BILL MOYERS: Let's hear a little of that.

REP. ALAN GRAYSON: This simple bill would allow anybody, any American, any permanent resident, to buy into Medicare at cost. And what it does is it takes this enormously valuable public resource called the Medicare Provider Network and makes it available to all Americans. We've spent billions putting together a Medicare Provider Network that stretches from Nome, Alaska, all the way to Key West, Florida. We've spent billions doing that, and yet only one-eighth of the population can use it [...] I say to those people on the other side of the aisle, if you don't want to buy into the public option, that's fine. But don't prevent me and my family and the ones who I love from doing the same.

BILL MOYERS: Does that proposal have any chance?

JOHN NICHOLS: You know, this is the interesting thing. Alan Grayson proposed it, and it's four pages long. And I know Congressman Grayson. He put it together pretty quickly.

BILL MOYERS: Democrat from Florida.

JOHN NICHOLS: Democrat from Florida. Real rabble rouser. To his surprise, he's already got 80 cosponsors. He put a petition up saying, "You know, let's petition Congress on this." They were getting people to sign on at a rate of one every six seconds across the country.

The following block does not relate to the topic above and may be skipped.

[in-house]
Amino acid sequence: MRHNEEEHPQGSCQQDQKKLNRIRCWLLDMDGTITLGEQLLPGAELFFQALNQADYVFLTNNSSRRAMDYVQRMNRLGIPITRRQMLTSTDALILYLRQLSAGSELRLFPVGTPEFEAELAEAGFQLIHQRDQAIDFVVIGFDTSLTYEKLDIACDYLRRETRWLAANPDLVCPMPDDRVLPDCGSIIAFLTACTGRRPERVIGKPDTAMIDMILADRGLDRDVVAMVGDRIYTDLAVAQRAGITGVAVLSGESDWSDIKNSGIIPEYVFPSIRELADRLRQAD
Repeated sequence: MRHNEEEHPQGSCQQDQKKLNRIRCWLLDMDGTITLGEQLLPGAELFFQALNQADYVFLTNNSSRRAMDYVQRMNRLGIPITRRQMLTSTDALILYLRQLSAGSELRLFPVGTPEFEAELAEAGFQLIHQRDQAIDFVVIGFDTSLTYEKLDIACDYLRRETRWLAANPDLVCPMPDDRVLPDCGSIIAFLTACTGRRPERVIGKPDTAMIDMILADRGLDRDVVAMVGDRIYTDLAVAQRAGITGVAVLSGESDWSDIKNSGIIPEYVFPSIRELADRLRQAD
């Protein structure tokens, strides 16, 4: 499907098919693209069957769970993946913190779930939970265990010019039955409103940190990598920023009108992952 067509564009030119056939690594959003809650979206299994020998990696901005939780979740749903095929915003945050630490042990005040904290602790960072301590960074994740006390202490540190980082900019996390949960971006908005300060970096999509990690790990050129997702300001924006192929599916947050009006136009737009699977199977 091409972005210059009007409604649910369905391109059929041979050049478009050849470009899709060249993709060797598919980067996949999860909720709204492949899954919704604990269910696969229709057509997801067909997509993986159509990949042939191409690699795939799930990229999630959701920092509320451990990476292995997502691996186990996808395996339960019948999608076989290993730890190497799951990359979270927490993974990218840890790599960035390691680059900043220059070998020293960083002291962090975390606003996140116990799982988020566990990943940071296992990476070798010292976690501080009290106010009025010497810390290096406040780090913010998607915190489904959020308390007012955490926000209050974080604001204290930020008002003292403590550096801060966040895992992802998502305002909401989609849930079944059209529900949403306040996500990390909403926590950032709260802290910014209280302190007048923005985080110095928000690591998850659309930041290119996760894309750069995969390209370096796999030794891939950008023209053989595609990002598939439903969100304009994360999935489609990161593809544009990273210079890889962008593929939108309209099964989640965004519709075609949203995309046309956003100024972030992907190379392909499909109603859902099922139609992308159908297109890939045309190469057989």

The fact of the matter is Barack Obama is a cautious President. It is time to go out and make him do the things that need to be done. And that's an organizing task.

My bolding throughout.

Submitted by jawbone on

caucus thought they could get the abortion issue off the bargaining list by saying let's simply state that the Hyde Amendment is not changed by anything in this legislation. Stupak almost immediately said that meant Hyde was the pro-choice position and he demanded...this will sound familiar...a compromise!